After Grade-Rigging Scandal, Baltimore City Schools No Longer Holding Back Failing Students
A new grading policy, put forth by the Baltimore City School Board, Tuesday, will allow students who are struggling and failing classes to move up to the next grade level due to the virus pandemic, according to local news Fox 45.
Instead of holding back students, Baltimore City Public School System’s (BCPSS) new grading policy will push up struggling students who failed classes during the pandemic and have their educational status tested during the fall semester to determine what skills they missed during virtual learning classes.
Chief Academic Officer Joan Dabrowski said the new policy is intended to “avoid the punitive approach of failing students.”
“This is not about a failure, but it is about unfinished learning and giving multiple opportunities, multiple onramps for young people to complete that … learning,” BCPSS CEO Sonja Santelises said.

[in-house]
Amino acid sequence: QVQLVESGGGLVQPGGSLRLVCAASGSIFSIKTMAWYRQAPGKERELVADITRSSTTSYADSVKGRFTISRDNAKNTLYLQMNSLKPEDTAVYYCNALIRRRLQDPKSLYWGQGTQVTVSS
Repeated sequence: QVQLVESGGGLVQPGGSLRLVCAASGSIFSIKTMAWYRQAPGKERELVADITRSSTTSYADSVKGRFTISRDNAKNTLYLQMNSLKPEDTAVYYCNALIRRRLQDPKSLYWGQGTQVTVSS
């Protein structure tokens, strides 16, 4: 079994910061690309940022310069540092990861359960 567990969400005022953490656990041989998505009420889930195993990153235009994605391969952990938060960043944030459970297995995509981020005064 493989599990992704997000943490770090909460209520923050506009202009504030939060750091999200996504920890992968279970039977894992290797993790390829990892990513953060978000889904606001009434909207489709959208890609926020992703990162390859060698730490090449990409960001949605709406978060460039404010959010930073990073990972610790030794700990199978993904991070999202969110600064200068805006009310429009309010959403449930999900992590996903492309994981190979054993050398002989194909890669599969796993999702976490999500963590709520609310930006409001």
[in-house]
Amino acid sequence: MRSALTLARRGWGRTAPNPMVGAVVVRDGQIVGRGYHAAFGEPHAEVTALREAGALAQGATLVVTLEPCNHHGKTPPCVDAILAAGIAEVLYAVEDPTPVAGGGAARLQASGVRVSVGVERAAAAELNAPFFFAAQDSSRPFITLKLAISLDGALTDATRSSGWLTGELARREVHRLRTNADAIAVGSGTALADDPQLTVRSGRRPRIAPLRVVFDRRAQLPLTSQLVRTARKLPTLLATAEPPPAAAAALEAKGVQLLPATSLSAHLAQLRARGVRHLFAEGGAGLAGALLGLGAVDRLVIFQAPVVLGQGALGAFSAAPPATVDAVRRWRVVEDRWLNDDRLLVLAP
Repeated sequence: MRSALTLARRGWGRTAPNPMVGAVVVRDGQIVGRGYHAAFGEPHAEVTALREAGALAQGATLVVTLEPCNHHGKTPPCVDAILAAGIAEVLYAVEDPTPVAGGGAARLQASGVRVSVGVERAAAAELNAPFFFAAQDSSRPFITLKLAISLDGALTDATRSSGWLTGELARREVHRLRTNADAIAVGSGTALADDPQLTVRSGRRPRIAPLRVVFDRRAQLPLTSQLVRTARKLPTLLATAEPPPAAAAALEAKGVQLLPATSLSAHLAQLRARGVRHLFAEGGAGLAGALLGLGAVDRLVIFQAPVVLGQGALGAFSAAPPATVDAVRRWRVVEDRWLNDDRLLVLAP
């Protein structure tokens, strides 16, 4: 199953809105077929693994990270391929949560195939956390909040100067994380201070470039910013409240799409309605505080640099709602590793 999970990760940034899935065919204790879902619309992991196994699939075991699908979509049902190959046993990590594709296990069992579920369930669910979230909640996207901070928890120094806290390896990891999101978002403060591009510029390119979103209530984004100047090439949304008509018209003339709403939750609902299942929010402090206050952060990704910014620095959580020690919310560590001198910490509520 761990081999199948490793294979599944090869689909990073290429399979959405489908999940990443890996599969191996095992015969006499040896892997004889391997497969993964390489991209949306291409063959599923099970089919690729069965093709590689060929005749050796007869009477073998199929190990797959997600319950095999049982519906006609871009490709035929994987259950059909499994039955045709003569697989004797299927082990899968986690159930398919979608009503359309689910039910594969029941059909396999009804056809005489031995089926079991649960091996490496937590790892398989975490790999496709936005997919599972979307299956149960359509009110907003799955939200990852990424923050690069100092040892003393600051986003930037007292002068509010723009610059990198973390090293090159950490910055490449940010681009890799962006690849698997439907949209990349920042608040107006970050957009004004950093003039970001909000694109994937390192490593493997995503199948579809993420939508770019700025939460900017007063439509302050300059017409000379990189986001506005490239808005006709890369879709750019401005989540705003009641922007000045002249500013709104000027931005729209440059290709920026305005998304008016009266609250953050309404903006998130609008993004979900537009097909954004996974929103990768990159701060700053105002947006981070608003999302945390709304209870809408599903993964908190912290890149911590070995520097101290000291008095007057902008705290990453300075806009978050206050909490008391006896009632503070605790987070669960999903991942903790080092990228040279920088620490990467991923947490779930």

High school students will have their failing grades swapped out for a “No Credit,” and for lower schools, a “Fail” will be replaced with “Not Completed.”
About 78,000 students are enrolled across the metro area. More than 65% of students in secondary schools and 50% of Elementary Schools failed at least one class.
Fox 45’s investigative arm, “Project Baltimore,” has spent several years investigating BCPSS corrupt school system. Grade-rigging has been well known before the pandemic, but now it’s out in the open. At least now, school officials can deflect their failures on the pandemic.
Earlier this year, we pointed out how a high school student who almost graduated near the top half of his class failed almost every class. There have been attendance issues, such as attendance at high schools dropping to a 13-year low. More than a dozen schools have zero students proficient in math.
BCPSS officials no longer have to be covert about grade rigging as they can openly blame the pandemic.